These boys are foraging through a public park in Dakar looking for edible grasses and plants to bring home to their families.
Open See is the first part of a vast project by Jim Goldberg, documenting the exodus of refugees, immigrants and victims of human trafficking coming from countries ravaged by war and economic crises to remake their lives in Europe. Since 2003, Jim Goldberg has made photographs, films and Polaroids annotated by the subjects who tell the tales of their journeys, gathering manuscripts, notes, ephemera and recording their stories. These individuals are the victims of crises, in Europe and throughout the world--economic refugees from poverty-stricken regions, forced laborers, kidnapped sex slaves or persons duped by financial mirages. Many of them have left communities devastated by AIDS or totalitarian regimes, in the hope of more security and prosperity in Europe. Beginning in 2003 in Greece, as part of a Magnum Cultural Commission, Goldberg has photographed these populations and their distress. He became interested in the countries of origin of these migrants (and their living conditions there): countries such as Ukraine, India, Bangladesh, Liberia, Senegal, Mauritania and Democratic Republic of Congo. More generally, the work looks at the problems of globalization and addresses questions of racism and cultural persecution. Despite these sad realities, these individuals endure, and their stories are full of hope and heroism.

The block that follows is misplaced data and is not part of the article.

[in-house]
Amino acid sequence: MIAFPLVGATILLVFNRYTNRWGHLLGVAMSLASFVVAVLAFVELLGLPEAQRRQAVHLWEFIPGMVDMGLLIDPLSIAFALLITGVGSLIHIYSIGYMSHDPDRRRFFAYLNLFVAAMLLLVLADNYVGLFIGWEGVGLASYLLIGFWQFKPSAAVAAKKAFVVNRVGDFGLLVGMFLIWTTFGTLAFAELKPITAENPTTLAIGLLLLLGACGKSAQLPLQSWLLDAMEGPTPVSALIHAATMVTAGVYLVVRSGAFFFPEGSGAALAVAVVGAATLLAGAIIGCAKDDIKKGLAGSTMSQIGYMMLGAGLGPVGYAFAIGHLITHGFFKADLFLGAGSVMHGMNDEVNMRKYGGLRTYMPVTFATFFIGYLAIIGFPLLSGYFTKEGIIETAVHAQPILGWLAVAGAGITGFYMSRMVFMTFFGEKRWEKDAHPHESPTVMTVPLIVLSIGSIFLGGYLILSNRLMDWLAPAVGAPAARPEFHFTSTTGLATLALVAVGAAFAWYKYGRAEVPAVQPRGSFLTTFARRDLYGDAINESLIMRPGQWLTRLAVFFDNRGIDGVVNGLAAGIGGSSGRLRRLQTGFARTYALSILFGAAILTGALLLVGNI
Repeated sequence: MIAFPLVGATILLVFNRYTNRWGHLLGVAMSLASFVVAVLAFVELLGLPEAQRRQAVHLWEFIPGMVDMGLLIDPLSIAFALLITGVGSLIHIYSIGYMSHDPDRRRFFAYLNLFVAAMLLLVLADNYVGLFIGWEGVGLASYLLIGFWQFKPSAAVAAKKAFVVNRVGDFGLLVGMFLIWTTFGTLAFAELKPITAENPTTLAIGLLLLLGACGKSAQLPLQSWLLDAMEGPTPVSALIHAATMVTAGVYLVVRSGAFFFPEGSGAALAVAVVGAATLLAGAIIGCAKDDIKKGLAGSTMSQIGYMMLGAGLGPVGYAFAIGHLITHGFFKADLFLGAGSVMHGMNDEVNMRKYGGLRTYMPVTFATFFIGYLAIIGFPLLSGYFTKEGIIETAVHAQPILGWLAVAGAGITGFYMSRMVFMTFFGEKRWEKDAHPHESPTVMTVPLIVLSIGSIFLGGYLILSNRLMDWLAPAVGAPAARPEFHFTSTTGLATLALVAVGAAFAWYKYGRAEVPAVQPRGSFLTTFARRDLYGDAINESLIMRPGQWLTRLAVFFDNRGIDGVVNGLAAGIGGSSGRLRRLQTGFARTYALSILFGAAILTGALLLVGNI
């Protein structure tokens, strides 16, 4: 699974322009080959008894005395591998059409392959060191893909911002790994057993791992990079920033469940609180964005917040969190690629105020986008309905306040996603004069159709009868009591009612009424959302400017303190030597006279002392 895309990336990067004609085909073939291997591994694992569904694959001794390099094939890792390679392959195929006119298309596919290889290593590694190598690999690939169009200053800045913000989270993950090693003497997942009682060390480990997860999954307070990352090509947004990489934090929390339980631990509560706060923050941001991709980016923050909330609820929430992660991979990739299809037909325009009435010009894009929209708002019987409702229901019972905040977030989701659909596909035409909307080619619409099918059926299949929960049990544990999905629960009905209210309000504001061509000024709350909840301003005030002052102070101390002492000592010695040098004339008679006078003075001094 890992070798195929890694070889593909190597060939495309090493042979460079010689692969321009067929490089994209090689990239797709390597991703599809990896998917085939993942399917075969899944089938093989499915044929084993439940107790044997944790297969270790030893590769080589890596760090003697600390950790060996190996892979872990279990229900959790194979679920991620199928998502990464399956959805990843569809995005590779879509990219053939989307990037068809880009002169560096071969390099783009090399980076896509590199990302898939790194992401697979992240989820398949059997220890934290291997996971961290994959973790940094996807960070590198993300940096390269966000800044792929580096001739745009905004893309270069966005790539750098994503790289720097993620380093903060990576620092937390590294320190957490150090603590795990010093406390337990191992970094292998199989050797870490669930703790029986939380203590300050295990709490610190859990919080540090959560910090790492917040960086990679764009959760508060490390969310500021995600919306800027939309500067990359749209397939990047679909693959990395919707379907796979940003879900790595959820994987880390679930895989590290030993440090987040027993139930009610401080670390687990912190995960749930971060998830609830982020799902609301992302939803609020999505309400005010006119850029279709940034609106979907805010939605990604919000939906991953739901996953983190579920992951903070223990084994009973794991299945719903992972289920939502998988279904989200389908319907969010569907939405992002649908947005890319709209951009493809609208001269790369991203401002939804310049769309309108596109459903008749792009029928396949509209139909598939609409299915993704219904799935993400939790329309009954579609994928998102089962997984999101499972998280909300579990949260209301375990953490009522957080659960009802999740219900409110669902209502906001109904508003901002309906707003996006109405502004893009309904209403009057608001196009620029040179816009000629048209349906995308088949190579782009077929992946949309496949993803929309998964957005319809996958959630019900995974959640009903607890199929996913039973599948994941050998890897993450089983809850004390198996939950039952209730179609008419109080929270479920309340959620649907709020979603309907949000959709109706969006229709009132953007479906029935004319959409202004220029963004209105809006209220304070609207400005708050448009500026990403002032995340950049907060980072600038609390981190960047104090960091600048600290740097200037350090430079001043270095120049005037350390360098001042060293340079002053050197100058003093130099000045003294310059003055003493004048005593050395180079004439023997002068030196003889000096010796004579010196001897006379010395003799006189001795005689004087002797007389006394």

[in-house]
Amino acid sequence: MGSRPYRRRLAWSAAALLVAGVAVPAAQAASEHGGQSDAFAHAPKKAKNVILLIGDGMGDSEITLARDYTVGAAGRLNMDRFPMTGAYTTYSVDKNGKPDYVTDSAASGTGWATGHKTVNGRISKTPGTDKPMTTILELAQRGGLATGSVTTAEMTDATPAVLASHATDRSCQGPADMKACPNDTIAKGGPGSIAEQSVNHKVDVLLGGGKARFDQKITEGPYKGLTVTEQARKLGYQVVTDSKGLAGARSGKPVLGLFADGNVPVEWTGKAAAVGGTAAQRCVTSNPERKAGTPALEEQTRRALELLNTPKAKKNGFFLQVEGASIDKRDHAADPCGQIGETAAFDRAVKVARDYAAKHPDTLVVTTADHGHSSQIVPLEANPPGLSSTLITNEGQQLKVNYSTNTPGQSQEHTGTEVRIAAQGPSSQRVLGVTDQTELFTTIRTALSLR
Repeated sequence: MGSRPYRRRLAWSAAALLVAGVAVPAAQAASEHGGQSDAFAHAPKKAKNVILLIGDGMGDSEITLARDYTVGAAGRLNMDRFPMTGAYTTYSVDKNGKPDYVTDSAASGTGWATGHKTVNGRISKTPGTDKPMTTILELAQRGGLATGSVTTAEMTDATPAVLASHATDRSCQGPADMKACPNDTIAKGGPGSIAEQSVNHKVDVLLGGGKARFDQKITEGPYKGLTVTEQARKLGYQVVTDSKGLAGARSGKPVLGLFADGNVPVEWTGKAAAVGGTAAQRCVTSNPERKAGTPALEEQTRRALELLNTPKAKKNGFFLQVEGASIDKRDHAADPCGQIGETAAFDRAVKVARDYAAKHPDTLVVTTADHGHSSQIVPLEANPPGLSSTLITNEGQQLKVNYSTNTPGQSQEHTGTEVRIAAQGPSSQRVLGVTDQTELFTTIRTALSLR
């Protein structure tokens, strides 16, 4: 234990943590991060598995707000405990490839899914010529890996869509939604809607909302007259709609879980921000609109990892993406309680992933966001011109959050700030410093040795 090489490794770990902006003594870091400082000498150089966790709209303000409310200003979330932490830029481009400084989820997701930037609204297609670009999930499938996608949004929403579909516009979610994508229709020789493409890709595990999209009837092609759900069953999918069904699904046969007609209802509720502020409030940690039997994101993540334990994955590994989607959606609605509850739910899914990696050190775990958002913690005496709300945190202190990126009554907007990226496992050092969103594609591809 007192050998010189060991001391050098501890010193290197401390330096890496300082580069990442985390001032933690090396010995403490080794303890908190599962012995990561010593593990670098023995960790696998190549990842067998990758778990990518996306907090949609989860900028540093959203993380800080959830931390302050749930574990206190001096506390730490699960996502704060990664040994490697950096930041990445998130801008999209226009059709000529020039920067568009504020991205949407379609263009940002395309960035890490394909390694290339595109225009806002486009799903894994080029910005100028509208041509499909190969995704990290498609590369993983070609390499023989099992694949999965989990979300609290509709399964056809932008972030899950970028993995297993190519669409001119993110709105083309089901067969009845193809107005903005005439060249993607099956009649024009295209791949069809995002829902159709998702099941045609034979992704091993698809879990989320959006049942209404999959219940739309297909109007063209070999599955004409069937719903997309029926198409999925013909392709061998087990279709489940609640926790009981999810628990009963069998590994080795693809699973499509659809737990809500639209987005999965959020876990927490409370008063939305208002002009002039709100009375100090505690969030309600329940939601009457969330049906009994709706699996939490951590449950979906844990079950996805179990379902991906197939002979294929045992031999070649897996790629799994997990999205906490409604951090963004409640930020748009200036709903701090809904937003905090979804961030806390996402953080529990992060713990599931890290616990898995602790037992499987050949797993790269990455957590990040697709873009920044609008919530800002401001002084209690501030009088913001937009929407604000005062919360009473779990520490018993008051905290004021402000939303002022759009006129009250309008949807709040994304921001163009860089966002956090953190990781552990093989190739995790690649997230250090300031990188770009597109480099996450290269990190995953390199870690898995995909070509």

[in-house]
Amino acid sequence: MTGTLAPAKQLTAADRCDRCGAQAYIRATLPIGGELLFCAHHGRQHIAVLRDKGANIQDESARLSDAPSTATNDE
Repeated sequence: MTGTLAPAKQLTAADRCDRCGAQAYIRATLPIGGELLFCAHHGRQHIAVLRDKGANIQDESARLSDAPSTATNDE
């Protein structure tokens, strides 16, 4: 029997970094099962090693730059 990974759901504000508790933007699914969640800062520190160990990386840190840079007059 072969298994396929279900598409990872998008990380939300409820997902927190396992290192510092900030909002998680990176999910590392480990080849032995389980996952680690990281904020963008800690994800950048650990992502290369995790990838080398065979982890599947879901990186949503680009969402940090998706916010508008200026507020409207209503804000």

About Jim Goldberg
Claiming, “I have the great privilege of being both witness and storyteller,” Jim Goldberg documents people from all walks of life—including homeless teens, celebrities, and refugees—in his penetrating photographs and films. He has been exhibiting his work for more than 30 years in galleries, museums, and public spaces. Guided, in his words, by “intimacy, trust, and intuition,” he gains his subjects’ confidence, and they allow him intimate access into their lives. In Raised by Wolves (1985-95), for example, he worked with runaway teens in California, sensitively and unflinchingly documenting their lives through images, texts, and other materials. Goldberg considers himself a storyteller, but one who aims to raise questions and foreground ambiguity. He frequently overlays text onto his images, inviting his subjects to write directly onto his photographs of them, and including their own words in his books and films.
American, b. 1953